After eight games played; the Montreal Canadiens have just three points from a possible 16. This is the team’s worst start since the points format changed after the 2004/05 lockout. Naturally there’s a lot of talk about how much trouble the team is in, but is this a blip? Or are the Canadiens actually in serious trouble? The team has scored just 13 goals and has a goal difference of -20. The least and worst in the league, at time of writing. Let’s compare the team’s paltry three points with previous seasons. To keep things simple, we’ll go back to the lockout.
The profile view of the Rocky Mountains above shows that the Habs are anything but consistent over their opening games, although of late, have been better. So why the dip? Of the Hab’s eight games played so far, six have been played on the road against quality opposition, and the Buffalo Sabres. The game in Buffalo, the first of the season, was the Canadiens’ sole win and that went to a shoot-out. The rest of the road trip included visits to the Sharks, the Caps and the Ducks, those three teams combined for 17 goals.
Where have the goals gone? The New York Rangers are the only team to have shut out the Habs, so goals are being scored. But last season’s leading goal scorer Max Pacioretty only has one, and Alexander Radulov is now in Dallas. Of the 26 NHLers in double digits for points, none play in Montreal. In fact the team’s leading point-scorer is former Tampa Bay scamp Jonathan Drouin, with five points. Letting Radulov go to free agency seemed like an odd choice at the time and while Drouin definitely has potential, he’s no like-for-like replacement.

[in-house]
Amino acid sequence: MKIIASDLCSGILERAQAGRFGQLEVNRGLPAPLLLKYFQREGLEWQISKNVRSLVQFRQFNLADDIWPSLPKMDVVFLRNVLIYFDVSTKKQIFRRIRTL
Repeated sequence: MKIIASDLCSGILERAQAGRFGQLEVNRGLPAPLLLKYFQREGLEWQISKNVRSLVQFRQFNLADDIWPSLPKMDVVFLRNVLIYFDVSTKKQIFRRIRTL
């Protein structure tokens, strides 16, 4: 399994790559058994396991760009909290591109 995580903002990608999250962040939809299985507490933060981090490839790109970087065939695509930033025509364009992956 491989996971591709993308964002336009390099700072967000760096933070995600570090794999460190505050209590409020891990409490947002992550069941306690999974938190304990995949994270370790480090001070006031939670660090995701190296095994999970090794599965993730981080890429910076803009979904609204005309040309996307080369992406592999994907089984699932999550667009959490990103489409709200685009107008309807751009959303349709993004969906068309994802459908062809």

The situation in goal seems dire. Carey Price, who usually plays like you ramped up the difficulty on NHL 18 to realistic, has only managed a .881 save percentage. That’s 54th worst in the league (out of 63). Al Montoya hasn’t even made it that far. Sad, sad times.
Of course it’s not fair to land this issue at the skates of Price and Montoya though, the bluelines have been weak. David Schlemko is hurt and will be out for a few weeks, but Shea Weber and Karl Alzner are healthy. Marc Bergevin‘s failure to retain Andrei Markov has clearly hit the team hard too.
So how much trouble are the Habs actually in? Under a microscope, which in Montreal is always how the team is viewed, the situation seems dire. But actually it isn’t. Of course questions are being asked in Quebec, and Bergevin may not see out the season, but head coach Claude Julien will. The team is rebuilding on the fly and this often leads to spells of poor performances. Eight games is a decent slice of the season, it’s nearly 10% but there are still 74 games left for the team to turn it around.
Let’s also take a moment to re-calibrate exactly what ‘trouble’ looks like. Because the Habs aren’t exactly one of the NHL’s elite teams. Sure they’re better than others, but the Canadiens haven’t reached the Stanley Cup final since they last won the competition in 1993. Take away the rose-tinted glasses and expectations driven by successes won before most of the roster were born, and you’re left with an alright team going through a bumpy part of Rebuild Road.
The Habs will get better, and the new additions will learn to sync with the old guard, and Carey Price is still the best goalie in the world. Because the4thlinepodcast.com is a truly interactive experience, I ran a poll:
The start to the season for the #Habs has been woeful, but this is:
— The 4th Line Podcast (@4thLinePodcast) October 22, 2017
Who doesn’t like a poll? What do you think of the Canadiens’ current situation? Comment below or join in the conversation on twitter!